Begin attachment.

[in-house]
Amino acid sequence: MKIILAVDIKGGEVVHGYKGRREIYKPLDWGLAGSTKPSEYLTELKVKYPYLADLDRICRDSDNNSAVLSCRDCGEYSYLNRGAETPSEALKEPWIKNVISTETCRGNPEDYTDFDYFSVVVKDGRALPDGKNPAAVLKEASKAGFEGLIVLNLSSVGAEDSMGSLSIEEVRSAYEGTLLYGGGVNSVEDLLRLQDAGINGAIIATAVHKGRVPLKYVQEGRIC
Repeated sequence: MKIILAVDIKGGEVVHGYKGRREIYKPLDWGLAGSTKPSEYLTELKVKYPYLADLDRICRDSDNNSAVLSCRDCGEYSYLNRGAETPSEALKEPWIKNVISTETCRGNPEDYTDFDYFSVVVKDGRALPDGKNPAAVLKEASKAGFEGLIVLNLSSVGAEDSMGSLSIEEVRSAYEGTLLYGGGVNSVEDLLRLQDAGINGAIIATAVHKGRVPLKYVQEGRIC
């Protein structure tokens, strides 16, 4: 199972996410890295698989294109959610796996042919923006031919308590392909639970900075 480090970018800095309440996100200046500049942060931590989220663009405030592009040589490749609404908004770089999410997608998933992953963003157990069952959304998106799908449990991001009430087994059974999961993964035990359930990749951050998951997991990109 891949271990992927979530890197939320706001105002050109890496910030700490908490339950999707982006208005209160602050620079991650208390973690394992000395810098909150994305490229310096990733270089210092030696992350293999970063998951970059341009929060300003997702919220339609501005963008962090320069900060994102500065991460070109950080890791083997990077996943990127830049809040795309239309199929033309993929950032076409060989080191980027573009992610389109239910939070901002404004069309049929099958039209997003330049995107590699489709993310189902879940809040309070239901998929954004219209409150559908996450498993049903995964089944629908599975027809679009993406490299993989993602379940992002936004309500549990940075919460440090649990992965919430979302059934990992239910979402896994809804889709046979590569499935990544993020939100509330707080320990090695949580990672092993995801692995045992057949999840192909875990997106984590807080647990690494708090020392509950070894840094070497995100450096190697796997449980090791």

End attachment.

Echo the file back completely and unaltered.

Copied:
[in-house]
Amino acid sequence: MKIILAVDIKGGEVVHGYKGRREIYKPLDWGLAGSTKPSEYLTELKVKYPYLADLDRICRDSDNNSAVLSCRDCGEYSYLNRGAETPSEALKEPWIKNVISTETCRGNPEDYTDFDYFSVVVKDGRALPDGKNPAAVLKEASKAGFEGLIVLNLSSVGAEDSMGSLSIEEVRSAYEGTLLYGGGVNSVEDLLRLQDAGINGAIIATAVHKGRVPLKYVQEGRIC
Repeated sequence: MKIILAVDIKGGEVVHGYKGRREIYKPLDWGLAGSTKPSEYLTELKVKYPYLADLDRICRDSDNNSAVLSCRDCGEYSYLNRGAETPSEALKEPWIKNVISTETCRGNPEDYTDFDYFSVVVKDGRALPDGKNPAAVLKEASKAGFEGLIVLNLSSVGAEDSMGSLSIEEVRSAYEGTLLYGGGVNSVEDLLRLQDAGINGAIIATAVHKGRVPLKYVQEGRIC
């Protein structure tokens, strides 16, 4: 199972996410890295698989294109959610796996042919923006031919308590392909639970900075 480090970018800095309440996100200046500049942060931590989220663009405030592009040589490749609404908004770089999410997608998933992953963003157990069952959304998106799908449990991001009430087994059974999961993964035990359930990749951050998951997991990109 891949271990992927979530890197939320706001105002050109890496910030700490908490339950999707982006208005209160602050620079991650208390973690394992000395810098909150994305490229310096990733270089210092030696992350293999970063998951970059341009929060300003997702919220339609501005963008962090320069900060994102500065991460070109950080890791083997990077996943990127830049809040795309239309199929033309993929950032076409060989080191980027573009992610389109239910939070901002404004069309049929099958039209997003330049995107590699489709993310189902879940809040309070239901998929954004219209409150559908996450498993049903995964089944629908599975027809679009993406490299993989993602379940992002936004309500549990940075919460440090649990992965919430979302059934990992239910979402896994809804889709046979590569499935990544993020939100509330707080320990090695949580990672092993995801692995045992057949999840192909875990997106984590807080647990690494708090020392509950070894840094070497995100450096190697796997449980090791």